"The debtor's right to receive or the debtor's interest in: (a) a social security benefit, unemployment compensation or a local public assistance benefit; (b) a veterans' benefit; (c) a disability, illness, or unemployment benefit; (d) alimony, support, or separate maintenance, to the extent reasonably necessary for the support of the debtor and any dependent of the debtor; and (e) all payments under a stock bonus, pension, profit sharing, or similar plan or contract on account of illness, disability, death, age, or length of service . . . "

When the rent-stabilization regulatory scheme is considered against the backdrop of the crucial role that it plays in the lives of New York residents, and the purpose and effect of the program, it is evident that a tenant's rights under a rent-stabilized lease are a local public assistance benefit.

The Legislature has concluded that rent stabilization is necessary to preserve affordable housing for low-income, working poor and middle class residents in New York City. As we said in Manocherian v Lenox Hill Hosp. (84 NY2d 385, 389 [1994]), "[t]he rent stabilization system began in 1969 to ameliorate, over time, the intractable housing emergency in the City of New York" due to a housing shortage which was caused by continued high demand and decreasing supply. We noted in Manocherian that "[b]y regulating rents and providing occupants with statutory rights to tenancy renewals under rent stabilization . . . the State intended to protect dwellers who could not compete in an overheated rental market, through no fault of their own" (id. at 389).

The New York City Administrative Code provides that the City Council "finds that a serious public emergency continues to exist in the housing of a considerable number of persons within the city of New York," and that "unless residential rents and evictions continue to be regulated and controlled, disruptive practices and abnormal conditions will produce serious threats to the public health, safety and general welfare" (Administrative Code of City of New York § 26-501).

The rent-stabilization program has all of the characteristics of a local public assistance benefit. It is plainly local in that it depends on periodic determinations by local authorities as to the continuing existence of an emergency in the particular jurisdiction. The program is public as it was enacted by the New York Legislature and implemented by legislative and administrative bodies at both the state and local level. Rent stabilization provides assistance to a specific segment of the population that could not afford to live in New York City without a rent regulatory scheme. And the regulatory framework provides benefits to a targeted group of tenants - it protects them from rent increases, requires owners to offer lease renewals and the right to continued occupancy, imposes strict eviction procedures, and grants succession rights for qualified family members.

The Trustee argues that the benefits of rent-stabilization are unlike the other exemptions listed in DCL § 282 (2), such as social security benefits, unemployment compensation, and alimony, support, or separate maintenance because those exemptions all involve periodic payments, while the rent-stabilization program does not involve payments to tenants. However, that argument ignores the reality of social programs such as food stamps, vouchers, medical care, discounted prescriptions, and the like, that do not involve payments to the recipients of the benefit. While many public assistance benefits are administered through programs that provide periodic cash payments, such payments are not a prerequisite to a benefit being in the nature of public assistance.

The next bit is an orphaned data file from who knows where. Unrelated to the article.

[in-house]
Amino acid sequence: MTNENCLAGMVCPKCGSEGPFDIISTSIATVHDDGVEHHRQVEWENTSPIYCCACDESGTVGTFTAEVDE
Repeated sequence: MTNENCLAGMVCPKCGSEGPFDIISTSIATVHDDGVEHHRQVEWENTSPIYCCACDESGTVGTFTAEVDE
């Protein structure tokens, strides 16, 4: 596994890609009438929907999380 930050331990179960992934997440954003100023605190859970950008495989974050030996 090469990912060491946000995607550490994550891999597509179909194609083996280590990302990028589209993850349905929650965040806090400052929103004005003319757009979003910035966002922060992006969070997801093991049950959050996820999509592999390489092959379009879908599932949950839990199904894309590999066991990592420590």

Furthermore, when the Legislature meant to refer only to "payments" in the DCL, it used that term. For example, in section 282 (2)(e), it exempted certain "payments" under pension and other plans. But it used the broader term "benefit" in section 282 (2)(a), indicating that benefits and payments are not the same. Likewise, the Legislature has demonstrated that the general term "public assistance" denotes more than cash payments. For example, the Social Services Law in effect when DCL § 282 (2)(a) was enacted provided that "public assistance and care includes home relief, veteran assistance, aid to dependent children, medical assistance for needy persons, institutional care for adults and child care granted at public expense" (Social Services Law § 2(18) [1982]). The current definition of public assistance is similar. Like other public assistance benefits exempted by New York law from a bankruptcy estate, the Rent Stabilization Law serves a select, defined group of New Yorkers who struggle, in this case, to afford suitable housing.

The Trustee also argues that the benefit of a rent- stabilized tenancy cannot be a public assistance benefit because it is not subsidized by the government, as are the other benefits of social security and unemployment compensation listed in DCL § 282 (2). However, the rent-stabilization program is an exceptional regulatory scheme that enables a specifically targeted group of tenants to maintain housing in New York City. This uncommon regulatory program reflects the legislative intent to create a benefit for certain individuals who fall below certain income or rent thresholds, based upon the Legislature's conclusion that there is a continuing housing emergency.